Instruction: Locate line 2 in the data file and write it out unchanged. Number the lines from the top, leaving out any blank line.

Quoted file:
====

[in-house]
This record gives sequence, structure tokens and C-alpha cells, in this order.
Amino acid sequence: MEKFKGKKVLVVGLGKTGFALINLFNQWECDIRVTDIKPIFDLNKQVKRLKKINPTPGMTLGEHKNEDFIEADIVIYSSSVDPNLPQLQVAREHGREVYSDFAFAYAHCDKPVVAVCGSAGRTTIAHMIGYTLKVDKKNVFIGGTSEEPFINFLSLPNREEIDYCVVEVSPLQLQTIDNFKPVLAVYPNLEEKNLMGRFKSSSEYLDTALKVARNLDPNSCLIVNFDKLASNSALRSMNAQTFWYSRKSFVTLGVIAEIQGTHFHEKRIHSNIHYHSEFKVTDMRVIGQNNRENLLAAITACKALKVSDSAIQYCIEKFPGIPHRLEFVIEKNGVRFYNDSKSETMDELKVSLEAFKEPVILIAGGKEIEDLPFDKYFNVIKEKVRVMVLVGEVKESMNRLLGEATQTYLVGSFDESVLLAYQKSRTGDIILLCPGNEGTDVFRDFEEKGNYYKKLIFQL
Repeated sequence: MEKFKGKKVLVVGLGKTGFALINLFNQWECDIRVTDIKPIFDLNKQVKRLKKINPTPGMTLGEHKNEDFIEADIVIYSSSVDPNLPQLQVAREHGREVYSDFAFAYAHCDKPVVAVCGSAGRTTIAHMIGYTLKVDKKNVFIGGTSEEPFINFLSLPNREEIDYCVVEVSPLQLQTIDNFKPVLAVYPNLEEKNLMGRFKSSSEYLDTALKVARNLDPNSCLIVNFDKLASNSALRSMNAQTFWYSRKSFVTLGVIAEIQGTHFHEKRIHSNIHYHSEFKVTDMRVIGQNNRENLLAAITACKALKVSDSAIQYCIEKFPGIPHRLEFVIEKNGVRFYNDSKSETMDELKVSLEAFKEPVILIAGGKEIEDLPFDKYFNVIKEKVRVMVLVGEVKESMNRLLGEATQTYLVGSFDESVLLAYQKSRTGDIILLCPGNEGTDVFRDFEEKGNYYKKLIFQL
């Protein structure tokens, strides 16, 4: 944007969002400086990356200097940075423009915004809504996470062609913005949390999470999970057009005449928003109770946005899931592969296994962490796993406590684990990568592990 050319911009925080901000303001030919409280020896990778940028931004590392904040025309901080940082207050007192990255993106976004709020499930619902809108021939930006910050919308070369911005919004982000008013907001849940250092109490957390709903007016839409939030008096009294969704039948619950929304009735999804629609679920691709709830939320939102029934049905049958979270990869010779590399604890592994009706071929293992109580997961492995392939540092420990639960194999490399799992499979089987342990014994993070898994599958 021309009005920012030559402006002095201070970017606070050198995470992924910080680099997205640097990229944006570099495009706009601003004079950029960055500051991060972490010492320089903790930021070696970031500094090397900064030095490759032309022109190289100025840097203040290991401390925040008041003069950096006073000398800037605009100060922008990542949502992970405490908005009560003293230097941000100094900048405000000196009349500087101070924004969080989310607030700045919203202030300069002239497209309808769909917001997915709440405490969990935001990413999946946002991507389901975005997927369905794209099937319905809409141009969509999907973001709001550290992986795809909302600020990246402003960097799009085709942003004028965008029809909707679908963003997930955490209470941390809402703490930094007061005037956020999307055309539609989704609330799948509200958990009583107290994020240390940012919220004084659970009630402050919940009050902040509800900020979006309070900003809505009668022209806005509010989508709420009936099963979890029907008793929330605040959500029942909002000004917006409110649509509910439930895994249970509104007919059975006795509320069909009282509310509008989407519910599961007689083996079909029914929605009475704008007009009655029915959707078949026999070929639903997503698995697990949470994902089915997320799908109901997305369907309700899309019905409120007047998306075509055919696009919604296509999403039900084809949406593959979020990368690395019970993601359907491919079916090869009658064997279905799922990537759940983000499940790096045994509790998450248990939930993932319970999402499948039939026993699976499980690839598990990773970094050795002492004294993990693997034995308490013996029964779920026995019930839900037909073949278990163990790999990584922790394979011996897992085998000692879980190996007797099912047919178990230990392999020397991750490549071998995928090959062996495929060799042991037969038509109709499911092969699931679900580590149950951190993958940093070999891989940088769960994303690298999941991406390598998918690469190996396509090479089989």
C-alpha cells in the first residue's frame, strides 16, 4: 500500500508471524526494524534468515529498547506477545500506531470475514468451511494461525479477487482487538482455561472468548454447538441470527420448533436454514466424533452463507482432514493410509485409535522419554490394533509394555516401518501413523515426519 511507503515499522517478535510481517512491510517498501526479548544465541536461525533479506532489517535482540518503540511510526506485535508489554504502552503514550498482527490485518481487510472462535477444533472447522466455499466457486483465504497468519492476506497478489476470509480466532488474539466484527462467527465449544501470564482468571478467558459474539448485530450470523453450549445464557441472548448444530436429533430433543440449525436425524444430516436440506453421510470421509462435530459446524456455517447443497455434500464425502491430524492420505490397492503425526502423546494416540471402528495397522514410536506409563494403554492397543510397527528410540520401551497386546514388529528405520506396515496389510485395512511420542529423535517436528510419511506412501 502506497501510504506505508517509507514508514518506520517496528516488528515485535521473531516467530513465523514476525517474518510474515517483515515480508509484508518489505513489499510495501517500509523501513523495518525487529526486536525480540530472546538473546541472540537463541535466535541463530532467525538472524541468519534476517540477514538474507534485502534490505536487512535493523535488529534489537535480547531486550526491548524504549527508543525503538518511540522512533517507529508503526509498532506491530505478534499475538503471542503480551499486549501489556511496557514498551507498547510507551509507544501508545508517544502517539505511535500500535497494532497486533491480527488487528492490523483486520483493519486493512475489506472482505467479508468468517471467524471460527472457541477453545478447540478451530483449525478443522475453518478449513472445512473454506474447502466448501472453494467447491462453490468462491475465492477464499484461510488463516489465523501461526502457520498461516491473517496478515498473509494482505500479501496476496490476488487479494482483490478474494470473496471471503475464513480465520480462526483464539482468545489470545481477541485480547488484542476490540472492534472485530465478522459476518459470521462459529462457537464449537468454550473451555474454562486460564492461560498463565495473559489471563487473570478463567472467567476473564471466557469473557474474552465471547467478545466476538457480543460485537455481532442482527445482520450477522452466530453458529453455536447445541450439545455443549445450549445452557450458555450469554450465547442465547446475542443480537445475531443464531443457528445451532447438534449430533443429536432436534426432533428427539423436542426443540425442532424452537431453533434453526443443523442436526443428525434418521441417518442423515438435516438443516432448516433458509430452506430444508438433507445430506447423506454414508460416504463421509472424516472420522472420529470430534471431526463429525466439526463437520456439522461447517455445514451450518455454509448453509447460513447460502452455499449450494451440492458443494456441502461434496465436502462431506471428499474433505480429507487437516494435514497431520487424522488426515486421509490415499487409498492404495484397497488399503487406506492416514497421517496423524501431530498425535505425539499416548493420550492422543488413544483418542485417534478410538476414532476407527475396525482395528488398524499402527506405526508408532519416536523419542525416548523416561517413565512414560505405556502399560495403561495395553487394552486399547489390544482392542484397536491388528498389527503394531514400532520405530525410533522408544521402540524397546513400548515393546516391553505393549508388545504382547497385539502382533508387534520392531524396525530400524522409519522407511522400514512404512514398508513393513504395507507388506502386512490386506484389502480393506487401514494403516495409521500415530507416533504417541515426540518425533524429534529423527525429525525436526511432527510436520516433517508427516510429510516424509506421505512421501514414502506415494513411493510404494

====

This record gives sequence, structure tokens and C-alpha cells, in this order.